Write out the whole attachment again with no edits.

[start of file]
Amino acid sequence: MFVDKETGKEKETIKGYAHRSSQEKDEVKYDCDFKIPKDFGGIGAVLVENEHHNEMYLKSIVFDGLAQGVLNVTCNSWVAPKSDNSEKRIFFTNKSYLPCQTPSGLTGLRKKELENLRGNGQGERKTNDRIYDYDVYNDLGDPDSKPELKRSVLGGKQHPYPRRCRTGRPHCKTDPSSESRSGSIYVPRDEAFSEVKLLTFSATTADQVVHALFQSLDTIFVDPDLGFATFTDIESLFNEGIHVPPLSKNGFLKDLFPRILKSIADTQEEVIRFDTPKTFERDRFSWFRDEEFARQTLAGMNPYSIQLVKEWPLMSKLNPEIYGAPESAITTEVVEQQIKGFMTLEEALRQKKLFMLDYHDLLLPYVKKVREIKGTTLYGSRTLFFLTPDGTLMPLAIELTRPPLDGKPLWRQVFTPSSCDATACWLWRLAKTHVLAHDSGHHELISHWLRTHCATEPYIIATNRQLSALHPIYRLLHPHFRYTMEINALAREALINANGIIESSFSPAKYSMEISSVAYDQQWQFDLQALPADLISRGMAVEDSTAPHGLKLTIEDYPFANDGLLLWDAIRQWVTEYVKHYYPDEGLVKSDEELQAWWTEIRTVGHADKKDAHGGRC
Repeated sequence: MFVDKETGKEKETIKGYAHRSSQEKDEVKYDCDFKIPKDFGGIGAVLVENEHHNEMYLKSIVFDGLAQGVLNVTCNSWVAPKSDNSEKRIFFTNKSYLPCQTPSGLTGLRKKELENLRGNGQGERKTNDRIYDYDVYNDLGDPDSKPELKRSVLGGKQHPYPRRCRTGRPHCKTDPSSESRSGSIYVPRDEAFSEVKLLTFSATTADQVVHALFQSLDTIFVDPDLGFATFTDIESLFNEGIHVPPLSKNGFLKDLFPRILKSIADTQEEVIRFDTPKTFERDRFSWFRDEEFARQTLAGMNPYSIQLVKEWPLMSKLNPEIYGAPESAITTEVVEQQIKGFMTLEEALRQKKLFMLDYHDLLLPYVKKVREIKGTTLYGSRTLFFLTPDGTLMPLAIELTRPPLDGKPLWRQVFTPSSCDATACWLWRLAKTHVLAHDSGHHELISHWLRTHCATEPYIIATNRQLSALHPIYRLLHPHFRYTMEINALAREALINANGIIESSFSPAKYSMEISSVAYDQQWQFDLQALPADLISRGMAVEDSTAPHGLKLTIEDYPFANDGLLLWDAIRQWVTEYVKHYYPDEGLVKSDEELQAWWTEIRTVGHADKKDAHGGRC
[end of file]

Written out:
Amino acid sequence: MFVDKETGKEKETIKGYAHRSSQEKDEVKYDCDFKIPKDFGGIGAVLVENEHHNEMYLKSIVFDGLAQGVLNVTCNSWVAPKSDNSEKRIFFTNKSYLPCQTPSGLTGLRKKELENLRGNGQGERKTNDRIYDYDVYNDLGDPDSKPELKRSVLGGKQHPYPRRCRTGRPHCKTDPSSESRSGSIYVPRDEAFSEVKLLTFSATTADQVVHALFQSLDTIFVDPDLGFATFTDIESLFNEGIHVPPLSKNGFLKDLFPRILKSIADTQEEVIRFDTPKTFERDRFSWFRDEEFARQTLAGMNPYSIQLVKEWPLMSKLNPEIYGAPESAITTEVVEQQIKGFMTLEEALRQKKLFMLDYHDLLLPYVKKVREIKGTTLYGSRTLFFLTPDGTLMPLAIELTRPPLDGKPLWRQVFTPSSCDATACWLWRLAKTHVLAHDSGHHELISHWLRTHCATEPYIIATNRQLSALHPIYRLLHPHFRYTMEINALAREALINANGIIESSFSPAKYSMEISSVAYDQQWQFDLQALPADLISRGMAVEDSTAPHGLKLTIEDYPFANDGLLLWDAIRQWVTEYVKHYYPDEGLVKSDEELQAWWTEIRTVGHADKKDAHGGRC
Repeated sequence: MFVDKETGKEKETIKGYAHRSSQEKDEVKYDCDFKIPKDFGGIGAVLVENEHHNEMYLKSIVFDGLAQGVLNVTCNSWVAPKSDNSEKRIFFTNKSYLPCQTPSGLTGLRKKELENLRGNGQGERKTNDRIYDYDVYNDLGDPDSKPELKRSVLGGKQHPYPRRCRTGRPHCKTDPSSESRSGSIYVPRDEAFSEVKLLTFSATTADQVVHALFQSLDTIFVDPDLGFATFTDIESLFNEGIHVPPLSKNGFLKDLFPRILKSIADTQEEVIRFDTPKTFERDRFSWFRDEEFARQTLAGMNPYSIQLVKEWPLMSKLNPEIYGAPESAITTEVVEQQIKGFMTLEEALRQKKLFMLDYHDLLLPYVKKVREIKGTTLYGSRTLFFLTPDGTLMPLAIELTRPPLDGKPLWRQVFTPSSCDATACWLWRLAKTHVLAHDSGHHELISHWLRTHCATEPYIIATNRQLSALHPIYRLLHPHFRYTMEINALAREALINANGIIESSFSPAKYSMEISSVAYDQQWQFDLQALPADLISRGMAVEDSTAPHGLKLTIEDYPFANDGLLLWDAIRQWVTEYVKHYYPDEGLVKSDEELQAWWTEIRTVGHADKKDAHGGRC